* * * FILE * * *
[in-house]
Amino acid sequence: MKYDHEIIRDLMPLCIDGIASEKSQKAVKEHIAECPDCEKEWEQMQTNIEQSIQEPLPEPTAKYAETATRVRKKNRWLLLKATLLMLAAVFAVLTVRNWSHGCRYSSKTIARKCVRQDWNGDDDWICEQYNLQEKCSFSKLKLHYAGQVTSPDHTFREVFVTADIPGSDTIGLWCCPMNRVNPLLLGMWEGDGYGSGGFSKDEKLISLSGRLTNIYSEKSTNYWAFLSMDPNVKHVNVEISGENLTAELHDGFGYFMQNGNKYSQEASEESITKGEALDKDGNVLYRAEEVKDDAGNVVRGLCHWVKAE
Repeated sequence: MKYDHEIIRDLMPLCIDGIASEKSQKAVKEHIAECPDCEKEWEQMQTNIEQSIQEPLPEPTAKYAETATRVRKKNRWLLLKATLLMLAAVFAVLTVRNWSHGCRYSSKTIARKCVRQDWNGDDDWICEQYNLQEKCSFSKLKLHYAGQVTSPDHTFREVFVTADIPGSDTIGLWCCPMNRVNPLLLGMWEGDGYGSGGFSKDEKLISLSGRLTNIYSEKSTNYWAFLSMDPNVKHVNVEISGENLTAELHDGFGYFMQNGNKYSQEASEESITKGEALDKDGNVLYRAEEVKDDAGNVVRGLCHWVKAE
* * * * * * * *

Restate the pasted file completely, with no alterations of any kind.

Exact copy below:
[in-house]
Amino acid sequence: MKYDHEIIRDLMPLCIDGIASEKSQKAVKEHIAECPDCEKEWEQMQTNIEQSIQEPLPEPTAKYAETATRVRKKNRWLLLKATLLMLAAVFAVLTVRNWSHGCRYSSKTIARKCVRQDWNGDDDWICEQYNLQEKCSFSKLKLHYAGQVTSPDHTFREVFVTADIPGSDTIGLWCCPMNRVNPLLLGMWEGDGYGSGGFSKDEKLISLSGRLTNIYSEKSTNYWAFLSMDPNVKHVNVEISGENLTAELHDGFGYFMQNGNKYSQEASEESITKGEALDKDGNVLYRAEEVKDDAGNVVRGLCHWVKAE
Repeated sequence: MKYDHEIIRDLMPLCIDGIASEKSQKAVKEHIAECPDCEKEWEQMQTNIEQSIQEPLPEPTAKYAETATRVRKKNRWLLLKATLLMLAAVFAVLTVRNWSHGCRYSSKTIARKCVRQDWNGDDDWICEQYNLQEKCSFSKLKLHYAGQVTSPDHTFREVFVTADIPGSDTIGLWCCPMNRVNPLLLGMWEGDGYGSGGFSKDEKLISLSGRLTNIYSEKSTNYWAFLSMDPNVKHVNVEISGENLTAELHDGFGYFMQNGNKYSQEASEESITKGEALDKDGNVLYRAEEVKDDAGNVVRGLCHWVKAE